The results of this investigation further attest to the need to improve routine diagnostics of TD. While merely 26% of our travellers having the disease (assuming that all EIEC/Shigella had been Shigella spp.) would have obtained a diagnosis using methods prevalent in routine diagnostics in most countries, the technique we applied revealed a pathogen in 92% of those with ongoing (n = 37) or recently subsided (n = 2) symptoms. In numerous earlier investigations [3] detecting just one pathogen in most TD patients, diarrhoeagenic E. coli (e.g. EAEC or EPEC) were not all examined, and even half of the stool samples proved negative for bacterial pathogens [3]. With these results in hand, we face the dilemma of how to determine the actual role of the various pathogens. The clinical characteristics of diseases caused by the various pathogens should each be re-examined in larger studies using modern methods.


In the group of travellers to Benin, West Africa, 67% of contracted TD. EPEC, EAEC and ETEC were the most common findings with 79% of the cases having a co-infection. As modern diagnostics reveals in most patients a multitude of pathogens, the role of each pathogen should be re-evaluated.

Authors’ information

MD TL is a specialist in internal medicine specialising in infectious diseases at the Helsinki University Central Hospital; MSc SHP is a researcher at the University of Helsinki; PhD JA is a clinical microbiologist at Helsinki University Hospital Laboratory; MD JR is a specialist in travel medicine in the Travel Clinic of Aava Medical centre; MSc SM is a clinical microbiologist in training at Helsinki University Hospital Laboratory; MD PhD JK is an specialist in clinical microbiology at Helsinki University Hospital Laboratory; Associate Professor AK is a specialist in internal medicine and in infectious diseases at the Helsinki University Central Hospital, and the Head of the Travel Clinic of Aava Medical Centre.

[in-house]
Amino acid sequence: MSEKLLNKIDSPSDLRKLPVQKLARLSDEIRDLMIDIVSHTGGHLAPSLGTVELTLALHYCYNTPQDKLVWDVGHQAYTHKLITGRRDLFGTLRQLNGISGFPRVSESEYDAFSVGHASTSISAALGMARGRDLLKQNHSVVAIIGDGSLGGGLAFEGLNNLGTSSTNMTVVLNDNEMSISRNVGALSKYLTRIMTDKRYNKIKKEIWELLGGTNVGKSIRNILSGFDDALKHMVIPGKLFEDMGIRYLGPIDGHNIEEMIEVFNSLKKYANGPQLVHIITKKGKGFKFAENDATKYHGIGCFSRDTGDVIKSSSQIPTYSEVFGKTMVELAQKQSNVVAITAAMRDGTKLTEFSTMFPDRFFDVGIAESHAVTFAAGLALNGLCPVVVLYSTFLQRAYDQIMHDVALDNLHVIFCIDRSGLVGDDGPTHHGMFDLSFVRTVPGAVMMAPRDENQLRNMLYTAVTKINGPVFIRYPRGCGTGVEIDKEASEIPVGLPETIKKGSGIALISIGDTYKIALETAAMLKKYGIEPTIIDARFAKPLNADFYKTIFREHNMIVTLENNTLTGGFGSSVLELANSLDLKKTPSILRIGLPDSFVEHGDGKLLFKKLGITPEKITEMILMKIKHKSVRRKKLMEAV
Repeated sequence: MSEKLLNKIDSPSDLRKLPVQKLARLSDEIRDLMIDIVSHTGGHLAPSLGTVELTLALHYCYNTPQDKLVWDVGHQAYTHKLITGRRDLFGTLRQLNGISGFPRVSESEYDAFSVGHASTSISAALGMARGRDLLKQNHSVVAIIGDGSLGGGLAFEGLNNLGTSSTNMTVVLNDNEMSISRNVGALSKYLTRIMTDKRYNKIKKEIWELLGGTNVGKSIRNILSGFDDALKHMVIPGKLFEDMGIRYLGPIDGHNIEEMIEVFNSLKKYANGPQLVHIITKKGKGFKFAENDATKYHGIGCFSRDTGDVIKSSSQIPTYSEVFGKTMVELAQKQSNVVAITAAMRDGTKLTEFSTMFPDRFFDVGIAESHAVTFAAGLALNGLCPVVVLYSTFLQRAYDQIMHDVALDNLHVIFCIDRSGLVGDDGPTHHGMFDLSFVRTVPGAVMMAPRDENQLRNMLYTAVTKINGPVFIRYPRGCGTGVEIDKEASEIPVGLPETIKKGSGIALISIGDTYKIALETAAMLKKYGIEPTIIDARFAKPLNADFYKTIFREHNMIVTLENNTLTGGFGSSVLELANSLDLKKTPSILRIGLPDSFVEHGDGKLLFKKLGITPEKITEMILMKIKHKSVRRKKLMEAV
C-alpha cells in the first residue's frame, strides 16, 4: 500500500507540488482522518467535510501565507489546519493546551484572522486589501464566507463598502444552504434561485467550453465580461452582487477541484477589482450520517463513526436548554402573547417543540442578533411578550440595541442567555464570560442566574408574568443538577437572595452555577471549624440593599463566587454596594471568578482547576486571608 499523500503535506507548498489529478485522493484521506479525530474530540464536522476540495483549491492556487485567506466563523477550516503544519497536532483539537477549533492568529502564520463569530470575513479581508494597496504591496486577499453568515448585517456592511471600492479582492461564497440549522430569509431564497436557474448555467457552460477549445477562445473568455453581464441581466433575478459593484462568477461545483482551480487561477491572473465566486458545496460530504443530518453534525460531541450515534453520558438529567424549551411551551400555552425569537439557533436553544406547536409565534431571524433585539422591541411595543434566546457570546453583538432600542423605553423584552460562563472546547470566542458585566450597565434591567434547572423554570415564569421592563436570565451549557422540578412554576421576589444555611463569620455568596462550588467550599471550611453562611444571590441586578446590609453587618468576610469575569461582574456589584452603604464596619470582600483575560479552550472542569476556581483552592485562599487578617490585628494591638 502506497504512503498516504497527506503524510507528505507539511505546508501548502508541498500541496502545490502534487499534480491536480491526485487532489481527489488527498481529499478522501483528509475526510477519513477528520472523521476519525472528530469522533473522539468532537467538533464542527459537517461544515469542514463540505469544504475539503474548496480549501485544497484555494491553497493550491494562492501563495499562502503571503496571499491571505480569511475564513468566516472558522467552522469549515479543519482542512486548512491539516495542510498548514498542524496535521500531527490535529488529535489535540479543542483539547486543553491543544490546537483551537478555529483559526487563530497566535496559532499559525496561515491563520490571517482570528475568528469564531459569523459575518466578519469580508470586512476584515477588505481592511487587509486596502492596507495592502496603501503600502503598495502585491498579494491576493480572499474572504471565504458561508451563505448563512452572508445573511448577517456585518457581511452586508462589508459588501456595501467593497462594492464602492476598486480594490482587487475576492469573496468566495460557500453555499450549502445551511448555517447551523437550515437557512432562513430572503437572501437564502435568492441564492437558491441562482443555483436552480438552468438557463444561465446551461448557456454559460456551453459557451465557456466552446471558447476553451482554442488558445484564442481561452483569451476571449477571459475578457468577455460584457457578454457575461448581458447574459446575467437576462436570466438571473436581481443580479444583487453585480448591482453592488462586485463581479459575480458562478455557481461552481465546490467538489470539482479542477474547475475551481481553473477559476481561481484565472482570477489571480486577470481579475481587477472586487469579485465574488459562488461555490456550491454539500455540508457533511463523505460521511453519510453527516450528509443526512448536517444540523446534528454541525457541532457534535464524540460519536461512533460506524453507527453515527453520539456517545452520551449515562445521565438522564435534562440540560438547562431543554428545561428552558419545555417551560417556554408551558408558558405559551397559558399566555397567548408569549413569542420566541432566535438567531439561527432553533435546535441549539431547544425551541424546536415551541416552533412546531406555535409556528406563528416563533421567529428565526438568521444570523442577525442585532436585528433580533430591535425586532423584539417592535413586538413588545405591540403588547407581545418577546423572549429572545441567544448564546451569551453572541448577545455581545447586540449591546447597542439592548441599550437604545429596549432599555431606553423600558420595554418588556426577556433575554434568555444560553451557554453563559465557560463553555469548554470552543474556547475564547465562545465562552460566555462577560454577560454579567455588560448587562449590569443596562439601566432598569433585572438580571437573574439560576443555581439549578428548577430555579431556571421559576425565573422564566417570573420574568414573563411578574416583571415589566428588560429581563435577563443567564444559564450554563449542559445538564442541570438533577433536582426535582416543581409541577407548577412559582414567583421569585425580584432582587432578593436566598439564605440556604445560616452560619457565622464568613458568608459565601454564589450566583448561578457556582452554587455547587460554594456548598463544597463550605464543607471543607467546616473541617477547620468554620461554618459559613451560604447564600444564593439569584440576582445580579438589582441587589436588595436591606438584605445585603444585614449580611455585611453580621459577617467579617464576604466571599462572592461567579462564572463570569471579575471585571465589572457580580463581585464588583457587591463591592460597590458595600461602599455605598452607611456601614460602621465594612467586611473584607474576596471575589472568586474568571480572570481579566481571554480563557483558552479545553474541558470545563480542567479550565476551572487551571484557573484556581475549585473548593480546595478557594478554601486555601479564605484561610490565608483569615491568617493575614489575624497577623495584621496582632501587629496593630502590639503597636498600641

Enteroaggregative Escherichia coli


Enterohaemorrhagic Escherichia coli


Enteroinvasive Escherichia coli


Enteropathogenic Escherichia coli


Enterotoxigenic Escherichia coli


Quantitative PCR


Traveller’s diarrhoea.



This study was supported by a Finnish governmental subsidy for health science research, and by the Scandinavian Society for Antimicrobial Chemotherapy (SSAC) Foundation. The authors thank Professor Lars Rombo, Karolinska Institutet, Sweden, for valuable comments on the manuscript draft.

Authors’ Affiliations

Division of Infectious Diseases, Department of Medicine, Helsinki University Central Hospital
Department of Bacteriology and Immunology, Haartman Institute, University of Helsinki
Helsinki University Hospital Laboratory (HUSLAB), Bacteriology
Aava Travel Clinic, Medical Centre Aava
Department of Clinical Medicine, University of Helsinki


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  30. Pre-publication history

    1. The pre-publication history for this paper can be accessed here: